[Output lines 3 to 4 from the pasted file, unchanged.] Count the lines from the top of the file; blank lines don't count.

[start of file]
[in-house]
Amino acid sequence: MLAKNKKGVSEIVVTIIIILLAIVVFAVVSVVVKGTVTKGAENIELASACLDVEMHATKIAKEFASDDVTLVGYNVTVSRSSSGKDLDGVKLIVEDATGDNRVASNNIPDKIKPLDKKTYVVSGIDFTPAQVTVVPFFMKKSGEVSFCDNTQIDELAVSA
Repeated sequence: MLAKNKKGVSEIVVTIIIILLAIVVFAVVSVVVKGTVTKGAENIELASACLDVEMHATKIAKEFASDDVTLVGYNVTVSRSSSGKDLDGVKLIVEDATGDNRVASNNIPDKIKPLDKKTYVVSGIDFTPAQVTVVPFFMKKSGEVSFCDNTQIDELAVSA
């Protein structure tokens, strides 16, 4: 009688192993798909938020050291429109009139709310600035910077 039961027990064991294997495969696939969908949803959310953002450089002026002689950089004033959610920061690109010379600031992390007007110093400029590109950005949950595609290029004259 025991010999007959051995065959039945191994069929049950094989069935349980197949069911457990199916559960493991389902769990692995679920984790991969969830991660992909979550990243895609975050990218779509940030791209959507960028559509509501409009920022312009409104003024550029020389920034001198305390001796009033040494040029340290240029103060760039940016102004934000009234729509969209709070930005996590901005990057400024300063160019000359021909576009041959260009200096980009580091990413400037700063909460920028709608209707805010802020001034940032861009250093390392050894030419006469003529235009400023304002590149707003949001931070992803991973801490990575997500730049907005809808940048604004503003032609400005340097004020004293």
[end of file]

Repeated sequence: MLAKNKKGVSEIVVTIIIILLAIVVFAVVSVVVKGTVTKGAENIELASACLDVEMHATKIAKEFASDDVTLVGYNVTVSRSSSGKDLDGVKLIVEDATGDNRVASNNIPDKIKPLDKKTYVVSGIDFTPAQVTVVPFFMKKSGEVSFCDNTQIDELAVSA
């Protein structure tokens, strides 16, 4: 009688192993798909938020050291429109009139709310600035910077 039961027990064991294997495969696939969908949803959310953002450089002026002689950089004033959610920061690109010379600031992390007007110093400029590109950005949950595609290029004259 025991010999007959051995065959039945191994069929049950094989069935349980197949069911457990199916559960493991389902769990692995679920984790991969969830991660992909979550990243895609975050990218779509940030791209959507960028559509509501409009920022312009409104003024550029020389920034001198305390001796009033040494040029340290240029103060760039940016102004934000009234729509969209709070930005996590901005990057400024300063160019000359021909576009041959260009200096980009580091990413400037700063909460920028709608209707805010802020001034940032861009250093390392050894030419006469003529235009400023304002590149707003949001931070992803991973801490990575997500730049907005809808940048604004503003032609400005340097004020004293």